On Friday January 25th, we saw a woman officially compete in an NHL All-Star Skills event. Besides being the first appearance of its kind, it also raised quite a few eyebrows across the board. USA Women’s National team member and 2-time medalist Kendall Coyne Schofield replaced Nate McKinnon (Colorado) in the fastest skater event, and her performance did not disappoint. She completed the lap in 14.346 seconds, ahead of NHL’s Clayton Keller’s 14.562 (Arizona), and only 1 second behind repeat winner Connor McDavid’s time of 13.378 (Edmonton). While some criticize (I have seen comments of “who cares, the guys weren’t even trying,” etc.), this is monumental by ways of shining a light on women’s hockey and the talent pool involved.
Also to be noted is another member of Team USA, 2-time medalist Brianna Decker and her demonstration of the Premier Passer event. Decker’s time of about 1:06 was caught by Abby Sorkin, an attendee at the competition. Since the event was not televised, and not an official entry, it was not timed by the NHL. Based on the now-viral video, Decker’s time to complete the exceptionally difficult course looked to be 3 seconds faster than the winning NHLer Leon Draisaitl (Edmonton) 1:09. Since Decker was not officially competing, the NHL could not recognize this “win,” however hockey company CCM definitely took notice and said they would be compensating Decker to the tune of $25,000- the same amount as the prize for first place in the official event. Since the conclusion of the Competition, the NHL went back and reviewed Decker’s time, and they clock it as “around 1:12-13.” Either way, the woman did not lose, she was near the top of the pack.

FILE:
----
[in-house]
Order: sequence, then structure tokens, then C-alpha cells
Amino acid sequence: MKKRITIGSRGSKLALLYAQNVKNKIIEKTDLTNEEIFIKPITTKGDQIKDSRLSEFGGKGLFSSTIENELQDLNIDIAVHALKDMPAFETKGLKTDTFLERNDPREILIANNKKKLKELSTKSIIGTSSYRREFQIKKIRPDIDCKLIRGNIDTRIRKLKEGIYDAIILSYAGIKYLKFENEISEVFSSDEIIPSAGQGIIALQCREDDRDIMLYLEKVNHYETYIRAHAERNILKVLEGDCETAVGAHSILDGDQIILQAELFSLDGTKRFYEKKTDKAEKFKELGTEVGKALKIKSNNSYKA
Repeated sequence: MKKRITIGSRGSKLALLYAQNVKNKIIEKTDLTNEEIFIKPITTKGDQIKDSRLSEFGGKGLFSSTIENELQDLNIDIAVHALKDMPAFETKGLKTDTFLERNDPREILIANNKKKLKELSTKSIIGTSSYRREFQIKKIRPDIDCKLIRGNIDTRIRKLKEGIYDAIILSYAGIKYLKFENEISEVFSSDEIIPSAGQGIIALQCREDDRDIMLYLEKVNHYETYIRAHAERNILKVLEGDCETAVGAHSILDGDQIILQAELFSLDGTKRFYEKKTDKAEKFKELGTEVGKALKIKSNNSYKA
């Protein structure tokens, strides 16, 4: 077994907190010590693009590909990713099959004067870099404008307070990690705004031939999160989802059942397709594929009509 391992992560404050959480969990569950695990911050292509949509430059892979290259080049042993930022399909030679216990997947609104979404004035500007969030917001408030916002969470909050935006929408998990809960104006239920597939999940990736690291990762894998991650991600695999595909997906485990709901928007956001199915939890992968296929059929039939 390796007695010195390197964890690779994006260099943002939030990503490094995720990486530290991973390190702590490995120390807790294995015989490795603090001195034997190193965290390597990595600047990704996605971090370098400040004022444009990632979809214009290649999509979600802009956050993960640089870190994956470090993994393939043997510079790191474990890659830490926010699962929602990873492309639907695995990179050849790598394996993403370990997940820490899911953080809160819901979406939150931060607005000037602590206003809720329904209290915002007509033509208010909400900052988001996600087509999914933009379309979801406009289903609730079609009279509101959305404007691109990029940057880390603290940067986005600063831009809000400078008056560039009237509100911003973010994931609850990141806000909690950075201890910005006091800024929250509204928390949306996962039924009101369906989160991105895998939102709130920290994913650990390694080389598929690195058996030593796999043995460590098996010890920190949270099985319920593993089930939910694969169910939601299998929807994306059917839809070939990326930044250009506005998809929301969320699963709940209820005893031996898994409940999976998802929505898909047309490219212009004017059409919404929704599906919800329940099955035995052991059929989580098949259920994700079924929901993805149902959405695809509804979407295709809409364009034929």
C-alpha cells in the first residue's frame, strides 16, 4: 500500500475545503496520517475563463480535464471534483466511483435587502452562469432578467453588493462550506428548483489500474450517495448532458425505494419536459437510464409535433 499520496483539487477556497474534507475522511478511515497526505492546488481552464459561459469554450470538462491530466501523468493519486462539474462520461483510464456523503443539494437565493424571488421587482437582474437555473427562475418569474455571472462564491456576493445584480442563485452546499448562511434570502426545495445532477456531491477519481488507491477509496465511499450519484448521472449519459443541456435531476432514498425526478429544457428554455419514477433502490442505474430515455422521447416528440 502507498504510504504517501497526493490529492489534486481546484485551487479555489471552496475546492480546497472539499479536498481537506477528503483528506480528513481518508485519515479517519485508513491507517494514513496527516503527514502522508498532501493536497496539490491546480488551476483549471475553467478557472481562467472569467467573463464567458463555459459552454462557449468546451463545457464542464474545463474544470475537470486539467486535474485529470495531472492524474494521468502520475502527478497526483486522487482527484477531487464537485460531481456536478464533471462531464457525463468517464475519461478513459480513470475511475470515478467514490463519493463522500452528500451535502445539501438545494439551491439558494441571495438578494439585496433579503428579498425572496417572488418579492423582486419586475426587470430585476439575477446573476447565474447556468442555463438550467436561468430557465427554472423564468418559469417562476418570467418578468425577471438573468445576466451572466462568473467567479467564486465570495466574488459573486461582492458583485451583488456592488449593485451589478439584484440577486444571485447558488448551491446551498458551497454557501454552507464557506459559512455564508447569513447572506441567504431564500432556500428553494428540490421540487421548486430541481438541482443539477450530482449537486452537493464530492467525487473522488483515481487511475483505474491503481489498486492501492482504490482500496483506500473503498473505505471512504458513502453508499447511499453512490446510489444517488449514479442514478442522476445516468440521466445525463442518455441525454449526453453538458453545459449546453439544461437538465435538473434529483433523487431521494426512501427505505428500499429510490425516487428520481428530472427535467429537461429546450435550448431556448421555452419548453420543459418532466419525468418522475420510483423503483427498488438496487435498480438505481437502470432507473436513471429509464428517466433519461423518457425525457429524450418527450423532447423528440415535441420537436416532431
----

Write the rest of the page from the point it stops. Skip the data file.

It is a bittersweet thing, to showcase this talent and skill at the NHL event, but these women are neither mascots nor cheerleaders, and should not be regarded as such. They are not a fluke, nor are skilled female hockey players a “new thing.” They are elite athletes. They are professionals. Many people have no idea that there are indeed professional hockey leagues for women- the CWHL (established 2007) and a NWHL (established 2015). These women have fought for their own leagues, fought for fair pay, and continue to fight for respect. The women in the NWHL are all college graduates, and strive to embody the Declaration of Principles set forth by the NHL. The teams in the NWHL compete for the Isobel Cup, named after Lord Frederick Arthur Stanley’s daughter (yes, THAT Lord Stanley) and one of the first female hockey players of North America. The NWL also has alliances with NHL teams such as the New Jersey Devils and the Buffalo Sabres. This branch of the sport is growing. Women’s hockey isn’t just for the Olympics anymore.
In the words of the great Herb Brooks, “great moments are born from great opportunity,” and the performance at this year’s skills competition was just that. Under tremendous pressure (imagine, being the ambassador for your sport, with the nation watching- if you don’t perform, you set yourself and your brethren back) Coyne Schofield and Decker NAILED IT. Since that Friday there appears to be a surge in interest in women’s hockey. There have been Tweets and Facebook memes and an explosion on social media. What they showed us that Friday, is that women aren’t any less skilled, talented, or dedicated than men. Had Coyne been a few inches taller for a longer stride, she probably would have given McDavid more of a run for the money. She may have finished one second behind, but she and Decker catapulted women’s hockey up into the forefront. I couldn’t be more proud to be a female hockey player.